Of course, if the action pieces look unbelievably awesome, I’d hand the praise to the excellent soundtrack. I’ve seen the movie twice now and I honestly think that the soundtrack is probably the strongest thing about the movie. Every scene, the music works itself up to make for greater excitement. If it’s not the score, then it’s carefully chosen tracks (e.g. “Bad Reputation” during one shoot-out) to really match with the action. It’s a sugar rush, I swear, but it’s perfect. One of the best moments comes when Dave as Kick-Ass first approaches some evil-doers in a parking lot. Listen to the music here, the rising heartbeat of the score. This is the action theme that Dave wants to hear behind his feats. Remove it, and there’s just a kid in a green wetsuit approaching two thugs in a parking lot.

The actors are all pretty likable, too. Of course Nicolas Cage is wonderful, and his interactions with his daughter (Chloe Moretz) are among the best scenes in the movie. Aaron Johnson, who plays Dave, has managed to capture the geeky yet lovable aesthetic of your Tobey-Maguire-as-SpiderMan and creates two different characters in his super hero persona and his normal alter ego while capturing similar character traits in each persona.

The one real problem with the movie, I feel, is in the movement. Kick-Ass essentially has a single instance of celebrity and suddenly becomes world-renowned as a crime fighter. The mob has reason to believe that he’s behind the murder of many of their associates, but as far as the mainstream media is concerned, Kick-Ass has really only done one thing. And yet a whole marketing machine has grown out of the character, perhaps a commentary on the exuberant merchandising that goes along with blockbuster movies in this day and age or some such stuff? Either way, it’s potentially awkward but the movie skillfully distracts us from realizing it by showing Dave responding to emails from fans and, of course, by showing the action sequences that the public never knew about.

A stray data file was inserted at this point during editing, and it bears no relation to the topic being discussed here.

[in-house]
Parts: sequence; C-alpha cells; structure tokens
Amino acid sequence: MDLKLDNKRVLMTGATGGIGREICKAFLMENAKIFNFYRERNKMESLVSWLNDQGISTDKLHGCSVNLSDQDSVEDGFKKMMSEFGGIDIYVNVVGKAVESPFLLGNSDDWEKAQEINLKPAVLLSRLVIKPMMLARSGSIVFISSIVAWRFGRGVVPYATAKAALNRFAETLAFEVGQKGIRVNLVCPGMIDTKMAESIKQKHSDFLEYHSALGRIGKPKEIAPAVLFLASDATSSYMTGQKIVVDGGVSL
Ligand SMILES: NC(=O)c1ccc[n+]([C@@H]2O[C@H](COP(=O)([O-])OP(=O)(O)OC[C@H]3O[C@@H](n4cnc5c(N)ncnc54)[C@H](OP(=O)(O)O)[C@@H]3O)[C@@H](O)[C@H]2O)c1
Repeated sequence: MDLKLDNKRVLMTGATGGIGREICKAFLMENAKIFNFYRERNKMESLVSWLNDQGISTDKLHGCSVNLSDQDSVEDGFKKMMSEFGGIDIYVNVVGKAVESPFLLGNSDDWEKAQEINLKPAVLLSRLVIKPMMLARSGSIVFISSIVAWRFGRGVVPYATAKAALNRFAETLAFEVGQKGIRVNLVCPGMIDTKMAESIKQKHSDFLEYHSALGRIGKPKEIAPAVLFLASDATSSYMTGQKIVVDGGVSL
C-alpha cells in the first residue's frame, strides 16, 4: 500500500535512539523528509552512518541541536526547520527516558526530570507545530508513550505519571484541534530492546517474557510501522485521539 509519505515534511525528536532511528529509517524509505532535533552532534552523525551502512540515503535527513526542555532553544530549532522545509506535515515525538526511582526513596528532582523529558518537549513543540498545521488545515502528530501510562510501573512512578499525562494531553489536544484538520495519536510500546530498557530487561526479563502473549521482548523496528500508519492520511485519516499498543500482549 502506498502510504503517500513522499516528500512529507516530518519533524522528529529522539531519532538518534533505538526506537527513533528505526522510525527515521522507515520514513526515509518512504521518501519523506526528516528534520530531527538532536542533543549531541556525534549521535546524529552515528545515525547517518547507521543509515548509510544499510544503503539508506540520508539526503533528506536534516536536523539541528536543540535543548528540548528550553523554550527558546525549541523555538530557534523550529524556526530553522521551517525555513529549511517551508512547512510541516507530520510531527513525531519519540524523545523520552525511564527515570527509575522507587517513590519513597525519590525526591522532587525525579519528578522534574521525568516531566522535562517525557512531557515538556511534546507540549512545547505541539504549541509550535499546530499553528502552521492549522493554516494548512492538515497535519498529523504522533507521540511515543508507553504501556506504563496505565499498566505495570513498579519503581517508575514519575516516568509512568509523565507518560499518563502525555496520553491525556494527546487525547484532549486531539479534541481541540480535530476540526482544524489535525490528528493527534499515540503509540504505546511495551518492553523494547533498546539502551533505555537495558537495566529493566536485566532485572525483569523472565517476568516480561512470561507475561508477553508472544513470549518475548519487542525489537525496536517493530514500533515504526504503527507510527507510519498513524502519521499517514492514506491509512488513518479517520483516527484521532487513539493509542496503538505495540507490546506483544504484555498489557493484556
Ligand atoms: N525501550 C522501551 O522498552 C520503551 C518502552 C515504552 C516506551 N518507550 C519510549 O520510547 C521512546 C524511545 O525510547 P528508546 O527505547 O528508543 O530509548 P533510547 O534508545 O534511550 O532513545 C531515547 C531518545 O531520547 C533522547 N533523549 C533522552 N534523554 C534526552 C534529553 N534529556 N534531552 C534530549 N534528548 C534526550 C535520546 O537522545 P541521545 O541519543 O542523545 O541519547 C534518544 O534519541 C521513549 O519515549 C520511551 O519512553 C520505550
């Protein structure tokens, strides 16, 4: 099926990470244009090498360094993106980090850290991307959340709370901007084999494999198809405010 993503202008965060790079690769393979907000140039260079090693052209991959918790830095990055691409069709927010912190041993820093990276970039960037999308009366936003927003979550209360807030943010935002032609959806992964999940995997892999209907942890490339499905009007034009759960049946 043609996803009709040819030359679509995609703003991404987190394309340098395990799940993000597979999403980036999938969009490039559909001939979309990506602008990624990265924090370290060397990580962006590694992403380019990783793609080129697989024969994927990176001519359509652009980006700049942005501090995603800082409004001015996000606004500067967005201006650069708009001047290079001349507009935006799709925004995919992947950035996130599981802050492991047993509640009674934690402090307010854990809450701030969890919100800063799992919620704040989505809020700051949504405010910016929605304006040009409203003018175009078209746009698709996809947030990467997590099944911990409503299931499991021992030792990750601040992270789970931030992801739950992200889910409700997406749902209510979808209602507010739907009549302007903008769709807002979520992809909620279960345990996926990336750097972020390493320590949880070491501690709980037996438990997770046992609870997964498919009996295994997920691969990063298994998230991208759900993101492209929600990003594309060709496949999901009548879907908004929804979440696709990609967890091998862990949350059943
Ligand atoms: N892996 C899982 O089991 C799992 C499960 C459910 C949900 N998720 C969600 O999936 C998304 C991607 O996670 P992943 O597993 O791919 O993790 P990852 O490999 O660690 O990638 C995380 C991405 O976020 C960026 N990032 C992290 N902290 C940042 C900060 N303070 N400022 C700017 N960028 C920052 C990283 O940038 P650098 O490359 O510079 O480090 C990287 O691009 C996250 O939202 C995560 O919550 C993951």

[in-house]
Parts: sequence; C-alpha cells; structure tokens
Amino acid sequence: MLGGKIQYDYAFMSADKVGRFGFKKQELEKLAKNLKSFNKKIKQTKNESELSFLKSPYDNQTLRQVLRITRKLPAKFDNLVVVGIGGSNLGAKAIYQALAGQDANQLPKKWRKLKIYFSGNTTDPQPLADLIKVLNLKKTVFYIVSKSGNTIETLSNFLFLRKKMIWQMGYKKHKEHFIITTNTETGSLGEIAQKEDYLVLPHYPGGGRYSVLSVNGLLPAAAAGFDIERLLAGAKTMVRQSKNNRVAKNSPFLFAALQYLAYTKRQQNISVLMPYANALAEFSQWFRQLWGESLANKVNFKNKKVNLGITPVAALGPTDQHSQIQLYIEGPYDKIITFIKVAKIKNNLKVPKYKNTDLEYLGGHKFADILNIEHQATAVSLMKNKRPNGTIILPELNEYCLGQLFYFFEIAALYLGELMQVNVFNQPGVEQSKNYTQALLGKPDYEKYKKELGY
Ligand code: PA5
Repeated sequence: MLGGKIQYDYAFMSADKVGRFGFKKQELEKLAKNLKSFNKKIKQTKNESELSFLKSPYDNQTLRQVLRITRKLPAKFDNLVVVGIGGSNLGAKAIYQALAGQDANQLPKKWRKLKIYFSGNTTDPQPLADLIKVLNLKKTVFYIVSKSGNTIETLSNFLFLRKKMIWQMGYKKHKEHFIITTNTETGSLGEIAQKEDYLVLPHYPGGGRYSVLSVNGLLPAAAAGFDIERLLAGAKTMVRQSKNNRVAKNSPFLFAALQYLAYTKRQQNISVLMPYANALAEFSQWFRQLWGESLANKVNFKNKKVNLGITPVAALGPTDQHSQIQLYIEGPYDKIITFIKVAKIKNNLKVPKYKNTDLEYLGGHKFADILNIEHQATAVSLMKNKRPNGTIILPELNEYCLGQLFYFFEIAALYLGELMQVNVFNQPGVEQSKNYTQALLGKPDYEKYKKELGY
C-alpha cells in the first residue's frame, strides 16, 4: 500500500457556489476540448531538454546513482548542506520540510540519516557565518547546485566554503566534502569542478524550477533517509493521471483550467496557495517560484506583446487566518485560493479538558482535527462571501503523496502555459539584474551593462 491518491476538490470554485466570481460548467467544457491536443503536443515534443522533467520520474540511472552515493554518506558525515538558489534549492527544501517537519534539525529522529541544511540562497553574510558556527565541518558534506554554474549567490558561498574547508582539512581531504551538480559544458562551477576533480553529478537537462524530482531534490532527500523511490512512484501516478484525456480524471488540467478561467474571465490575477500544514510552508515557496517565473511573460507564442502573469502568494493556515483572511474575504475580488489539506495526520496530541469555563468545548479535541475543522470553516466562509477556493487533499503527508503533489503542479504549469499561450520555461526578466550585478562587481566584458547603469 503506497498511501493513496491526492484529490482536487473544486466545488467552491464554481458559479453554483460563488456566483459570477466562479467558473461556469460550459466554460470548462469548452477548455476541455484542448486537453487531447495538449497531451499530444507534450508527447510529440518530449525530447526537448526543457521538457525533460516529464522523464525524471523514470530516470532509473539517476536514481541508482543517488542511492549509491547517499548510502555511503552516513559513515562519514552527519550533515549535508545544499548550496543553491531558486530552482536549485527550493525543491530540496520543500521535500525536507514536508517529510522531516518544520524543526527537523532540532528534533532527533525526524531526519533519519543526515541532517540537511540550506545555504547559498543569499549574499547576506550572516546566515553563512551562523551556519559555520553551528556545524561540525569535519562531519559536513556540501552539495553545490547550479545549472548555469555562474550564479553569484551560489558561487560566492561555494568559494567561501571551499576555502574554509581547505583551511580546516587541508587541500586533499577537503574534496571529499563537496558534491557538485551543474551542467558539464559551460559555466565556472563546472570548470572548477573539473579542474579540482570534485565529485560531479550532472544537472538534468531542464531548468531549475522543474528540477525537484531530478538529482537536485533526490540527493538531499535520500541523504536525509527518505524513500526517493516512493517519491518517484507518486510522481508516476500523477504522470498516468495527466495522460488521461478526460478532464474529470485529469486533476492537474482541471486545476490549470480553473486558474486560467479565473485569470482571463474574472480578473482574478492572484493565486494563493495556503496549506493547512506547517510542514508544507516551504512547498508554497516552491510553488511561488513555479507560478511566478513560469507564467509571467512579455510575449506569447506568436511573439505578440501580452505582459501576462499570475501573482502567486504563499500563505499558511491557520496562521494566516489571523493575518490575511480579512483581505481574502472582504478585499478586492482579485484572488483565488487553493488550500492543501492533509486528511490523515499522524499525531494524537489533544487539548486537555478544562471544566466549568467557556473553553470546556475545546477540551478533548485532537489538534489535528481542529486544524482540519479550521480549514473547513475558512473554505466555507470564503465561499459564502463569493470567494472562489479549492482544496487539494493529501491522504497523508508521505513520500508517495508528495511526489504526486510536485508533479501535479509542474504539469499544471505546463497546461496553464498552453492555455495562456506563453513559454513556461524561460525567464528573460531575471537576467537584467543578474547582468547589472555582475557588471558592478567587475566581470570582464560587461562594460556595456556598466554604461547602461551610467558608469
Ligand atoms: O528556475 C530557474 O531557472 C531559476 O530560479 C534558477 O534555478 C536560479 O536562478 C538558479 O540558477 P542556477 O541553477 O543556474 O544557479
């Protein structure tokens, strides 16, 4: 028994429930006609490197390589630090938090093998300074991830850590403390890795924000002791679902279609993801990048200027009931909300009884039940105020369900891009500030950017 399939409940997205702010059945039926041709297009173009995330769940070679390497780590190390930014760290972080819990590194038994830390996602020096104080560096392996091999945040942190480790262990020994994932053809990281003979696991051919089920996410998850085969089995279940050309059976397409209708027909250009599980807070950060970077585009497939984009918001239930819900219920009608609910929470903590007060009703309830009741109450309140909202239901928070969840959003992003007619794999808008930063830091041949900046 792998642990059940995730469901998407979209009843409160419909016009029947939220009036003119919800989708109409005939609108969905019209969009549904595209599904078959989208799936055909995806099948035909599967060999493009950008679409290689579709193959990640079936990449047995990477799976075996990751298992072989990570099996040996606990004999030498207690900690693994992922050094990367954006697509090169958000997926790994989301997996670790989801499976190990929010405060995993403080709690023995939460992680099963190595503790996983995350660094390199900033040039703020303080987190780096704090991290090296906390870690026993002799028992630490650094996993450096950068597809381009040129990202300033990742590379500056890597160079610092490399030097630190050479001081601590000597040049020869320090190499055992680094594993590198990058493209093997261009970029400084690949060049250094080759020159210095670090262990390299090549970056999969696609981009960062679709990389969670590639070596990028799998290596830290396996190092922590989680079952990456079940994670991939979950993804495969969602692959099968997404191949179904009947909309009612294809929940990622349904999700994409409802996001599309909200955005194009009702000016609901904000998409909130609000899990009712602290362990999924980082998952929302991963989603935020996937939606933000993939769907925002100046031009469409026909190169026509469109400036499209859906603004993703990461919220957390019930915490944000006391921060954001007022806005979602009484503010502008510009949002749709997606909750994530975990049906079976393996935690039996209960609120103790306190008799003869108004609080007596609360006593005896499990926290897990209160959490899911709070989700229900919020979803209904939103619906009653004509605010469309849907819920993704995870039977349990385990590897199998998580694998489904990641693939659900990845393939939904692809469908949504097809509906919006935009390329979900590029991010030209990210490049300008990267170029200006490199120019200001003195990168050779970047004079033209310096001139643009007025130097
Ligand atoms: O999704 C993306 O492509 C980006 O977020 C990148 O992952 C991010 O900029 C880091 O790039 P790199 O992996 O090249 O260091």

It’s also pretty clear that Dave’s running narration/commentary was pretty much made in the editing room. Sometimes the things he says don’t mean a thing, yet they way the lines are delivered – in combination with the powerful score – make them seem important and weighty. The most glaring instance of this comes when Kick-Ass is attempting to jump from the roof of one building to the next during his initial training. “I called it training,” Dave intones, as we see him looking over the edge at the sharp drop to the alley below. “But if you called it fantasizing… it would have been hard to argue.” The long pause between the first phrase and the weird emphasis on the word “you” makes it easy to forget that this is all one sentence. Read it together like this: “I called it training, but if you called it fantasizing, it would have been hard to argue.” He’s pretty much saying that his training was limited and amateur. But on-screen, the music is adrenaline-soaked and rising fast. Kick-Ass has a look of determination on his face, he’s clenching his jaw, he’s racing toward across the building, readying himself to jump the gap. It makes you forget that Dave has pretty much already told us what will happen.